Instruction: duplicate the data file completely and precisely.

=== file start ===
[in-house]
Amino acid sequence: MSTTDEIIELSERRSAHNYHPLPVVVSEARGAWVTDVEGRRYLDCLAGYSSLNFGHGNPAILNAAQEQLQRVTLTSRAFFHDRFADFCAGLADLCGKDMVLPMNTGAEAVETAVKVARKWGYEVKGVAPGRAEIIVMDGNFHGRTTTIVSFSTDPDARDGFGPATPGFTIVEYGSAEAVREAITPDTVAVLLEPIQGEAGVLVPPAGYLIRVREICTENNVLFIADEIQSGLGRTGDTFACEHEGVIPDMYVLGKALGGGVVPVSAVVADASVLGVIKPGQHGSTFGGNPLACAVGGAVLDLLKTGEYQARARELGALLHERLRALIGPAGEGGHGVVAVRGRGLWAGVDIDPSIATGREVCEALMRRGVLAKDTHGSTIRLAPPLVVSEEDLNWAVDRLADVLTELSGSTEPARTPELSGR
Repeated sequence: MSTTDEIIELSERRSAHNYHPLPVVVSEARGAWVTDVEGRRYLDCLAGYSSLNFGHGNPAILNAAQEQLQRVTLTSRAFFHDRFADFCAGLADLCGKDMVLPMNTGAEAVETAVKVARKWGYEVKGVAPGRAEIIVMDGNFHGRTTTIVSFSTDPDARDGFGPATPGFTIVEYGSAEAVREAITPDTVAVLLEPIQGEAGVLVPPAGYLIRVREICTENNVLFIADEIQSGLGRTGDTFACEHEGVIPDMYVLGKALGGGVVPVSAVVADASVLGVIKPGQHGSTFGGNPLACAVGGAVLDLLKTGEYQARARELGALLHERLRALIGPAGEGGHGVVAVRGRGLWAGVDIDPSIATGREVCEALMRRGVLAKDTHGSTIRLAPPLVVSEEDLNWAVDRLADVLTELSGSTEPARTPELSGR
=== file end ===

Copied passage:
[in-house]
Amino acid sequence: MSTTDEIIELSERRSAHNYHPLPVVVSEARGAWVTDVEGRRYLDCLAGYSSLNFGHGNPAILNAAQEQLQRVTLTSRAFFHDRFADFCAGLADLCGKDMVLPMNTGAEAVETAVKVARKWGYEVKGVAPGRAEIIVMDGNFHGRTTTIVSFSTDPDARDGFGPATPGFTIVEYGSAEAVREAITPDTVAVLLEPIQGEAGVLVPPAGYLIRVREICTENNVLFIADEIQSGLGRTGDTFACEHEGVIPDMYVLGKALGGGVVPVSAVVADASVLGVIKPGQHGSTFGGNPLACAVGGAVLDLLKTGEYQARARELGALLHERLRALIGPAGEGGHGVVAVRGRGLWAGVDIDPSIATGREVCEALMRRGVLAKDTHGSTIRLAPPLVVSEEDLNWAVDRLADVLTELSGSTEPARTPELSGR
Repeated sequence: MSTTDEIIELSERRSAHNYHPLPVVVSEARGAWVTDVEGRRYLDCLAGYSSLNFGHGNPAILNAAQEQLQRVTLTSRAFFHDRFADFCAGLADLCGKDMVLPMNTGAEAVETAVKVARKWGYEVKGVAPGRAEIIVMDGNFHGRTTTIVSFSTDPDARDGFGPATPGFTIVEYGSAEAVREAITPDTVAVLLEPIQGEAGVLVPPAGYLIRVREICTENNVLFIADEIQSGLGRTGDTFACEHEGVIPDMYVLGKALGGGVVPVSAVVADASVLGVIKPGQHGSTFGGNPLACAVGGAVLDLLKTGEYQARARELGALLHERLRALIGPAGEGGHGVVAVRGRGLWAGVDIDPSIATGREVCEALMRRGVLAKDTHGSTIRLAPPLVVSEEDLNWAVDRLADVLTELSGSTEPARTPELSGR